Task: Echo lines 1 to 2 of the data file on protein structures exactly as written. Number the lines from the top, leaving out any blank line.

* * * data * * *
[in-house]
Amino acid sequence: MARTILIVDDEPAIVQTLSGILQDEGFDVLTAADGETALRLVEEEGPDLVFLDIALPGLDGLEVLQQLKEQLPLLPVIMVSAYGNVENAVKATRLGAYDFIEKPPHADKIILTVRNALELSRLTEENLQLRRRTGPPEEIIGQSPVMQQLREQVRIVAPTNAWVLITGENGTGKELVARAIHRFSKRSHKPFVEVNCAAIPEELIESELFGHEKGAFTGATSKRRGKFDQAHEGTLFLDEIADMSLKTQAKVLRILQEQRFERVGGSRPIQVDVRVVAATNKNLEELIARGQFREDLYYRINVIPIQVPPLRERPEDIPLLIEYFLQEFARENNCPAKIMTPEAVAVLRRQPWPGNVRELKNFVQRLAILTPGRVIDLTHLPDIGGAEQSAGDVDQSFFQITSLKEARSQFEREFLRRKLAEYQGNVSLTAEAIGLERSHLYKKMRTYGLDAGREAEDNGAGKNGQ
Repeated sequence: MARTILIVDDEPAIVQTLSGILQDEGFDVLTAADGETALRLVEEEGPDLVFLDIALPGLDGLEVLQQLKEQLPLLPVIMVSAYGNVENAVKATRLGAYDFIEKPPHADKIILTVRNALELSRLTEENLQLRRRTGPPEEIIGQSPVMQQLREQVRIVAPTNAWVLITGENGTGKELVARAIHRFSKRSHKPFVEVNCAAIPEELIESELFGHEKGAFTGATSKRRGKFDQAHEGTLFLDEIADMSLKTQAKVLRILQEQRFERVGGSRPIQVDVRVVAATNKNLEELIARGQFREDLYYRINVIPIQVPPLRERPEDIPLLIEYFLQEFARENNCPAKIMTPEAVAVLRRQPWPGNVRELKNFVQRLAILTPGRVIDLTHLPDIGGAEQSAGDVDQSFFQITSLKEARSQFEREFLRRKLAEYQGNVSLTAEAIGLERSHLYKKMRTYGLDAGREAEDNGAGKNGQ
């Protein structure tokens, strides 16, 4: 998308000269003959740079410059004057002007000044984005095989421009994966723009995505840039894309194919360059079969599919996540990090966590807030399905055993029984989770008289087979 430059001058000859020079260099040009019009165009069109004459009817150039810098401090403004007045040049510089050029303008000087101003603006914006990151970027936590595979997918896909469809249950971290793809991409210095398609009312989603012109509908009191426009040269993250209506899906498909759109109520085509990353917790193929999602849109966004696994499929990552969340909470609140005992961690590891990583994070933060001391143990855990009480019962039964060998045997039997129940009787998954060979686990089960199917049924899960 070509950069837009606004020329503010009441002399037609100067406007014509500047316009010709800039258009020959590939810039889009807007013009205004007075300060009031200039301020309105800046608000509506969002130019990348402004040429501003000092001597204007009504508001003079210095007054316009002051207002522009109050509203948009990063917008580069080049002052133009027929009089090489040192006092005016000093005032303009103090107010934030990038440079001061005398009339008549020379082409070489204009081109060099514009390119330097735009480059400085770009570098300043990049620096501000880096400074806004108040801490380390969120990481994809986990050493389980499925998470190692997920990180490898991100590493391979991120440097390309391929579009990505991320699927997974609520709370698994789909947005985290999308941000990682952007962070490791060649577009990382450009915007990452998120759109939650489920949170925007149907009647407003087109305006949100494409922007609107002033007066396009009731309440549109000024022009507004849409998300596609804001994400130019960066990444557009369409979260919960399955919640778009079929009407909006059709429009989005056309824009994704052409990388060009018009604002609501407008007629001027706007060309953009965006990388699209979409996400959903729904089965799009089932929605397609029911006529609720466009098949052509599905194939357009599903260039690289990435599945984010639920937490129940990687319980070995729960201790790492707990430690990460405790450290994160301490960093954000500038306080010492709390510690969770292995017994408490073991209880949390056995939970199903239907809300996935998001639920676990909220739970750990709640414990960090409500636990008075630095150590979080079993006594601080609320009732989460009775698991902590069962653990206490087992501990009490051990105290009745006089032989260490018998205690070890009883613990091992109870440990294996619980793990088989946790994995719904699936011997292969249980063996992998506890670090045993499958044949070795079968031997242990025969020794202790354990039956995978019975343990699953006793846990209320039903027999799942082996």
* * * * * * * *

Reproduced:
[in-house]
Amino acid sequence: MARTILIVDDEPAIVQTLSGILQDEGFDVLTAADGETALRLVEEEGPDLVFLDIALPGLDGLEVLQQLKEQLPLLPVIMVSAYGNVENAVKATRLGAYDFIEKPPHADKIILTVRNALELSRLTEENLQLRRRTGPPEEIIGQSPVMQQLREQVRIVAPTNAWVLITGENGTGKELVARAIHRFSKRSHKPFVEVNCAAIPEELIESELFGHEKGAFTGATSKRRGKFDQAHEGTLFLDEIADMSLKTQAKVLRILQEQRFERVGGSRPIQVDVRVVAATNKNLEELIARGQFREDLYYRINVIPIQVPPLRERPEDIPLLIEYFLQEFARENNCPAKIMTPEAVAVLRRQPWPGNVRELKNFVQRLAILTPGRVIDLTHLPDIGGAEQSAGDVDQSFFQITSLKEARSQFEREFLRRKLAEYQGNVSLTAEAIGLERSHLYKKMRTYGLDAGREAEDNGAGKNGQ